Bailout Blues

¡Hola! Everybody…
I’m interviewing people for an open position in my unit and no one — not one person — has emphasized their lack of experience or being tortured as a qualification for the job!

Would you hire someone who bragged they had no experience as a plumber to fix your pipes?

Then why do you accept all of the above?

We’re on the cusp of “hiring” someone who can’t name a Supreme Court case or which newspaper she reads.

* * *

-=[ Bailout Blues ]=-

As someone else pointed out recently, the run-up to the failed bailout proposal was similar to the same rhetoric used during the run-up to the Iraq war. Scare tactics combined with an all too obvious incomprehension by The Idiot stood in for leadership. The basic rationale was, “Give us a blank check for $700 billion or the End Times will be upon us.”

Sound familiar?

Well, thankfully, the American people weren’t asleep in front of the TV this time and the massive outpouring of disapproval and anger by the constituency stuck a wrench in the spokes of the Wall St. Bailout. Republicans, calling this socialism (funny that they don’t whine when Halliburton gets preferred treatment).

On the other side, a third or so voted against the bill. To their detriment, leadership on both sides of the aisle failed us. The Dems fell for the scare tactics once again, and the republican leadership turned their back on their “free-market” principles.

The republicans, their feelings hurt by that evil Nancy Pelosi’s speech, took cover. They’re scared because people are hurting and they (rightfully) see the original bailout, as proposed by the republican leadership, as a handout for the wealthy.

Any discussion addressing the other side of the equation — the consumers — is almost non-existent, except to blame (black and white trash) borrowers for the global financial meltdown.

Black people did it!

So, I was sitting here, playing with my foreskin just waiting for the republicans to disclose their strategy. Make no mistake about this people, the current meltdown can be directly traced the thirty-years-long dismantling of government and oversight crusade. This conservative onslaught, worshiping at the altar of the (not so) Free Market, claims that the market is the answer to all our ills. It’s exactly this superstition that has allowed an unprecedented corporate crime wave to take place (remember Enron, WorldCom, et al.?).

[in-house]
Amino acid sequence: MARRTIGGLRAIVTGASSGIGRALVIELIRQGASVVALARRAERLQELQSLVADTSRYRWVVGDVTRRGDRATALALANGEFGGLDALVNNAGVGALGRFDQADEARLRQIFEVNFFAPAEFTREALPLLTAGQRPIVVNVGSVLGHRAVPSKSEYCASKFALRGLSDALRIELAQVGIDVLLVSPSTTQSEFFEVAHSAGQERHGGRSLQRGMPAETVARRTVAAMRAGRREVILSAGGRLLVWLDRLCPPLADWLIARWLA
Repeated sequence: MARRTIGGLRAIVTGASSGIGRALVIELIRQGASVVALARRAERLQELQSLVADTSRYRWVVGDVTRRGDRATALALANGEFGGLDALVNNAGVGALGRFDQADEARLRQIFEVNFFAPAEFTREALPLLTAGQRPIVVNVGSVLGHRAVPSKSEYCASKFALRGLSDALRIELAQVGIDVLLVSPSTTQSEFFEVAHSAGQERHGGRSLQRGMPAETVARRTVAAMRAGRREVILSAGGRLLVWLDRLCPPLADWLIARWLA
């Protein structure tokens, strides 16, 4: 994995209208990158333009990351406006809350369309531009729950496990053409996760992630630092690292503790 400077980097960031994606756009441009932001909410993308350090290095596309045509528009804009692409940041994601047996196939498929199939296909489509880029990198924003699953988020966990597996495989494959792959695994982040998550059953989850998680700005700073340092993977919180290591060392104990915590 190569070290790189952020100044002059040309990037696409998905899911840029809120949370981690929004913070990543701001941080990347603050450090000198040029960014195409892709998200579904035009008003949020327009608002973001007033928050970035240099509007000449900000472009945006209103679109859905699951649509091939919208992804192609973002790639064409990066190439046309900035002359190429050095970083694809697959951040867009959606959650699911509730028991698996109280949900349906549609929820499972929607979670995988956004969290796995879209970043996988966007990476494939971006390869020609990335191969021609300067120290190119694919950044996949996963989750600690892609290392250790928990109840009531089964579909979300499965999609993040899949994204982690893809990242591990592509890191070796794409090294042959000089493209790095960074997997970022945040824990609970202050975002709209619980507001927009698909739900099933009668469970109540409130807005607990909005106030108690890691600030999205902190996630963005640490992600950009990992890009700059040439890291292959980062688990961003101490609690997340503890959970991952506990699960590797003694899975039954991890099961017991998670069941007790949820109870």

What is the republican response? More of the same, except more.

According to The Hill, The RSC plan, which will be unveiled at noon, calls for a two-year suspension of the capital gains tax:

“By encouraging corporations to sell unwanted assets, this provision would unleash funds and materials with which to create jobs and grow the economy,” an outline of the proposal said. “After the two-year suspension, capital gains rates would return to present levels but assets would be indexed permanently for any inflationary gains.” (emphasis added)

Many of you have bought into the trickle down snake oil that has raped the economic base of this country. Make no mistake about this: shifting the tax burden from large asset owners to the working stiff (as a suspension in the capital gains tax would do) serves to take a bigger bite out of the paychecks of most wage earners. Showing their true colors once again, conservatives are saying that if we continue to do the same, cut taxes for the wealthy, that it will save us. This is insanity. No one is asking how encouraging major shareholders to dump off stock and pay no taxes on the sale, is going to correct anything. This is just another wealth-favoring loophole.

This nation isn’t broke, or insolvent, or even in much trouble. For once, Wall Street’s own markets speak the truth. The financially challenged consumer isn’t the country — the “Joe Six-packs.” He’s up on Wall Street, where deregulation, greed and fraud, abetted by conservative policies, have run wild for too long.

Here’s another question no one is bothering to ask: The government was willing to propose a $700 bailout for the banks. Why shouldn’t we take that money and spend it on health care, housing, and similar direct needs, and let people spend the money and get it into the economy that way?

::blank stare::




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